I tell you this story because even when you are already on an awakened path, you can still get triggered — this is important to know. However, this is where mindfulness can help. In the mindfulness practice, you come to understand that your emotions still can, and likely will, get triggered. What mindfulness does is it teaches you how to navigate challenging emotions more productively, in a way that is more compassionate to both that other person as well as yourself.

To understand this better, emotions can be triggered by thoughts that are then felt in your body. Or, the other way around, you feel sensations in your body that trigger thoughts. Either way, you have to figure out how to navigate emotions as they come up, especially the challenging ones.

From a brain reactivity perspective, it takes ninety-seconds for the neural-chemical reaction of a thought to go through your body. That is it, ninety-seconds. So, what happens after that ninety-seconds is on you. Your reactions that drive your actions are being fueled by you re-living what happened, what did not happen, what should have happened. It is your recapitulation that keeps an emotion alive, therefore its sensations in your body.

In these moments of recapitulation, mindfulness can come into play in a significant way by using the RAIN practice. A practice that I learned from my teacher, best-selling author, and psychologist Tara Brach.

RAIN helps you to explore with non-judgmental curiosity, your emotions. Where do you feel your emotions in your body? In your stomach, in your heart? What do those sensations feel like in your body? Is there tightness, an ache, a dull pain? The word RAIN is an acronym for the process you go through to navigate your feelings.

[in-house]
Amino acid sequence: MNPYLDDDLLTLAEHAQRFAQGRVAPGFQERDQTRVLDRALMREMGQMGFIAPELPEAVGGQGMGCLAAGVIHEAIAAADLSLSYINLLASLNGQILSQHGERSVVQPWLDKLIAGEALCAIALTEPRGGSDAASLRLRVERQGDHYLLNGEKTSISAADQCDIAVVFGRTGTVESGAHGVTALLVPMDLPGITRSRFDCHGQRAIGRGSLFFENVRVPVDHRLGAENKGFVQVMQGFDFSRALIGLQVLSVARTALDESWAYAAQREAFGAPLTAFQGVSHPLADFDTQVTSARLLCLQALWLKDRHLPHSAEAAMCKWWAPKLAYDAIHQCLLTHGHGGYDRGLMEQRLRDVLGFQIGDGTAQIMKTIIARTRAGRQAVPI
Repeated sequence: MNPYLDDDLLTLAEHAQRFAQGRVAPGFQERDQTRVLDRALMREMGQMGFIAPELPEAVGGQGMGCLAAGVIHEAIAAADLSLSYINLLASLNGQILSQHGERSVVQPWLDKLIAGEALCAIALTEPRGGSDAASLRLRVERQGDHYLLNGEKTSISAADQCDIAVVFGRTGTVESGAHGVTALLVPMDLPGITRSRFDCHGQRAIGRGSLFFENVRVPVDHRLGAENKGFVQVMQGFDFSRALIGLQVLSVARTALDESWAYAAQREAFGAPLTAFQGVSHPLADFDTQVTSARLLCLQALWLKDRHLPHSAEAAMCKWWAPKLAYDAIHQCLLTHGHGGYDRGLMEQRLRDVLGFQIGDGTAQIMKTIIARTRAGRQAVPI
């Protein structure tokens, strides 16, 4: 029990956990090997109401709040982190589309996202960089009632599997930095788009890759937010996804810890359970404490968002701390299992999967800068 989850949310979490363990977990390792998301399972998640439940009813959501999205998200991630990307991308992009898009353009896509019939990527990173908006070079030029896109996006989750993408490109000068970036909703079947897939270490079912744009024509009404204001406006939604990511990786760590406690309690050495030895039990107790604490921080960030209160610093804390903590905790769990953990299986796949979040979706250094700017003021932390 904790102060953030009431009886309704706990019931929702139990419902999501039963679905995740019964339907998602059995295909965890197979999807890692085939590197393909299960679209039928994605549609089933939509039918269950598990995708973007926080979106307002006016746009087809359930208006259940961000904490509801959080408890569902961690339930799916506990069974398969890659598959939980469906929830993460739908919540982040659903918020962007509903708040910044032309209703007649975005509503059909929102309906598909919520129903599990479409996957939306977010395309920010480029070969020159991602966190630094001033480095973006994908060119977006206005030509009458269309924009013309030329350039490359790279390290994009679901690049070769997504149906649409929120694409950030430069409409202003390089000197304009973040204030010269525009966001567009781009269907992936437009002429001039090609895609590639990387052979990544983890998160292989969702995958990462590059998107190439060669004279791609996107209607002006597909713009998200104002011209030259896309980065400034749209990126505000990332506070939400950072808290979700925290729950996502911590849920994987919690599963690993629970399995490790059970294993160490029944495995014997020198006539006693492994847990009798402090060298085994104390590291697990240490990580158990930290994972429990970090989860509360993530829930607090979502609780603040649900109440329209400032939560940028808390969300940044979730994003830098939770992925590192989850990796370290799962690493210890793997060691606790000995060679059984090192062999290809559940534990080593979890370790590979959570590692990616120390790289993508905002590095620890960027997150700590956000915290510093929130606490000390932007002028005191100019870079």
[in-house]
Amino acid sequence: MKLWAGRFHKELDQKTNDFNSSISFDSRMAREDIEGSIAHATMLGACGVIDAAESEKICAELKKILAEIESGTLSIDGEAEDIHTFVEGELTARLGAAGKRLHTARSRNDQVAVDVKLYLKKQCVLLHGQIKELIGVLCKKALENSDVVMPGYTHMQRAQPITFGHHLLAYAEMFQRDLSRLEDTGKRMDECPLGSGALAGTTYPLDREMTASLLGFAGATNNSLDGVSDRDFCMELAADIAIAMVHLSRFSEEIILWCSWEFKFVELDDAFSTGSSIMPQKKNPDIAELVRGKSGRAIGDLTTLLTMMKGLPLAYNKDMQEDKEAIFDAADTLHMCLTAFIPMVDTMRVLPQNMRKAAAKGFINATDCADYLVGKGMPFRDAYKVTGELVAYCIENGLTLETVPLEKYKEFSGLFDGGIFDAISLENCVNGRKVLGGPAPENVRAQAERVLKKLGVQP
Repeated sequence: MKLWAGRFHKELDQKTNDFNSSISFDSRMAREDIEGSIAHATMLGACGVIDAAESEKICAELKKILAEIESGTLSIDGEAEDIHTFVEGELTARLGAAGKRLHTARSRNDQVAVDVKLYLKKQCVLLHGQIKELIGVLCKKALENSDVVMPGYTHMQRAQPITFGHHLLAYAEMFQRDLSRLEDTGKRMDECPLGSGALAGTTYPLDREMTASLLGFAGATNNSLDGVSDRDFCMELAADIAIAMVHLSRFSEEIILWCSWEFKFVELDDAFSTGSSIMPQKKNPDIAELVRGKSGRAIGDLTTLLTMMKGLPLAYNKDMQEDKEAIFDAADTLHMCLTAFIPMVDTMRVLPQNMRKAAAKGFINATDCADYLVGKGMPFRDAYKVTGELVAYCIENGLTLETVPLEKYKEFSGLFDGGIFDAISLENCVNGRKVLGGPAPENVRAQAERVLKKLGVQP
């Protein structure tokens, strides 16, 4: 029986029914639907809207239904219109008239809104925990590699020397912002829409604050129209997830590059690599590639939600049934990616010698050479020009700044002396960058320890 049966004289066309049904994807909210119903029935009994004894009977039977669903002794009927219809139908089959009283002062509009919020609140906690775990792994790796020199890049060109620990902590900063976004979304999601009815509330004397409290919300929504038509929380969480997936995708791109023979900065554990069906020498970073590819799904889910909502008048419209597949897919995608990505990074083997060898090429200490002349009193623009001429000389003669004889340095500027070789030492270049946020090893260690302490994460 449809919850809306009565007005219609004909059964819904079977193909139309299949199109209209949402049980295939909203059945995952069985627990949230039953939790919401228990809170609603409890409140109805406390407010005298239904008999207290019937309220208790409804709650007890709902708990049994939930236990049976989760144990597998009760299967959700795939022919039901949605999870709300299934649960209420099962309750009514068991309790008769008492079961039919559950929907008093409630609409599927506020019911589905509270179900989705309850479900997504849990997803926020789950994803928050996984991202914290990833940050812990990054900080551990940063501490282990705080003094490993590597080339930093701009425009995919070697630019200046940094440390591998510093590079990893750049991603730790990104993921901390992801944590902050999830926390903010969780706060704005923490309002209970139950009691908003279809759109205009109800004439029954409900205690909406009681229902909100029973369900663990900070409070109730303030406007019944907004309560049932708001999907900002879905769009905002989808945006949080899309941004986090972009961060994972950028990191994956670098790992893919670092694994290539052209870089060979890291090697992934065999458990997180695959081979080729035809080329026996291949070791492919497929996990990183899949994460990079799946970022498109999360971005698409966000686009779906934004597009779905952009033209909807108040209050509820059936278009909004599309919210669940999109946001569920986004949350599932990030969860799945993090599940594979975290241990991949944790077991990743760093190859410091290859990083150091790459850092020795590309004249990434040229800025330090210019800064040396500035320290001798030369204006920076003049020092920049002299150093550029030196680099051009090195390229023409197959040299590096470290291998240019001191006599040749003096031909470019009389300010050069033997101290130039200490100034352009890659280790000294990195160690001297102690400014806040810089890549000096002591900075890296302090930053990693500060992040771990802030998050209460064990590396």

Briefly, RAIN explained.

The R in RAIN stands for recognizing that you are having the emotion. In the story of my father, I realized that I was harboring anger toward him that I was not aware of until they were triggered.

The A stands for allowing the emotion without judgment. I let the anger toward my father be there without trying to reason why, nor make myself wrong. By the time I got back to Los Angeles, I was able to accept my feelings. It was a prolonged ninety-seconds, though finally, I stopped re-living my anger.

The I is for inquiry or investigation into what you are feeling. I felt this anger in my face, tightness around my mouth, and in-between eyebrows. Heat radiated from my heart. My stomach was clenched, as well.

Then, thank God for the last part of the RAIN process.